Chris Ashton was given an early indication of the stigma attached to his latest offence, as a fellow player compared him to the notorious football biter, Luis Suarez.
Australia wing Drew Mitchell made the damning association on Twitter, after former England centre Will Greenwood had referred to Ashton as the 'Mario Balotelli of rugby'. The Toulon player wrote: 'Chris Ashton is not the Mario Balotelli of rugby... he is the Luis Suarez. There are just NO excuses.'
His comments followed hours after the late-night ruling by an RFU-appointed disciplinary panel to suspend Ashton for 13 weeks, for biting Alex Waller of Northampton last Saturday at Allianz Park. Saracens are awaiting the full written judgment, which is due to be released on Thursday, before deciding whether to appeal against the conviction, after their player had pleaded not guilty.
In the East Midlands on Wednesday, the Saints were expressing their frustration that the incident which Ashton was later found guilty of had not been punished with a red card at the time. Alan Dickens, Northampton's assistant coach, said: 'We feel let down by the officiating on the day.
'Greg Garner (referee) said there was clear evidence as Alex showed him his arm; clear evidence which suggests teeth marks. I have got four boys, three of whom play rugby, and they are asking me if it is okay to bite. The answer to that is no.'
Tom Wood, the Northampton captain and a former team-mate of Ashton for club and country, was asked if he was surprised by the wing's actions. He said: 'I don't know. Not overly. He has been in a spot of bother recently. He gets himself into some trouble and from that point of view I am not overly surprised that it is him who is in a spot of bother.
'I am surprised and somewhat shocked that anyone bites anyone in the modern game. There is not a place in the game for biting and I am amazed that it has happened.'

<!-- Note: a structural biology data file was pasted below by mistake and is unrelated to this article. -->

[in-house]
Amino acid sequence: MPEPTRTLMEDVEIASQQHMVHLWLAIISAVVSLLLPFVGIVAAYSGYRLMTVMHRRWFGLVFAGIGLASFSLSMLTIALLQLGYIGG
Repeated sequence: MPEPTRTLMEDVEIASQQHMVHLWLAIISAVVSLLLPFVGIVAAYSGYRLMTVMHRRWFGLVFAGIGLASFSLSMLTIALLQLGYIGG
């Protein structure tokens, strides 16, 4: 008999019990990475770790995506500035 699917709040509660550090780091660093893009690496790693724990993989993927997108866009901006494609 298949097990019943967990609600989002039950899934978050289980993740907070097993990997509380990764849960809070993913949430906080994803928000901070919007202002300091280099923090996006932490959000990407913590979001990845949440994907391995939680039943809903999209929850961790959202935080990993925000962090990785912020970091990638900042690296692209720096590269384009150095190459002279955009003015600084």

When Ashton blazed on to the Test scene with a torrent of tries for England, Lewis Moody was the national captain and told Sportsmail: 'It doesn't seem weird to me that this has happened. Chris is one of those guys who is not a bad bloke, he's a nice guy and an affable character, but he does seem to get himself into these situations too often.
'The frustration for his coaches must be that he is not learning from mistakes. They must begin to wonder if they can trust him in the side, even though he is such a talented player. He clearly has an issue with his temperament and he needs to get it sorted out. Maybe he should see a sports psychologist about it. You have to wonder if he is getting the help he needs, but it is the responsibility of the individual to figure out what is going on and address it.'
Moody knows from personal experience how a player can find themselves dragged into a downward spiral of disciplinary problems and setbacks. He added: 'When I was sent off, playing for England at Twickenham, I got a number of yellow cards in club games after that. I was being quite violent. I was feeling frustrated about the amount of injuries I was getting and that is how it manifested itself. Eventually, I was told that I had an anger-management issue and had to deal with it.'
For several years, Ashton has polarised opinions in rugby. His finishing exploits have generated due praise, but some of his antics and excesses have somehow managed to antagonise many observers.
Asked about perceptions of the 29-year-old, Moody said: 'As an opponent, he can rile people, but as a member of your team, he is a perfectly decent lad and very entertaining - the sort of guy you need to have around.
'But individuals like that have to realise that they are part of a team and their actions can have consequences for the rest of that team. Look at Kevin Pietersen; he is such a talented cricketer and should have won hundreds of caps for England, but he hasn't and there is a reason for that.
'Chris Ashton has been one of the best wingers this country has had for years, but for various reasons he hasn't played as often for England as he should have done. When he turned down a place on the Saxons tour this year, that might have been a nail in the coffin, because rugby is all about teamwork and proving that you are worthy of being picked.
'As a talent, he is exceptional, which makes it even more frustrating how things have turned out. Chris needs support and if he gets it, I have no doubt that he'll be back. It would be great to see him at his best again, scoring tries for fun like he did when he first played for England.'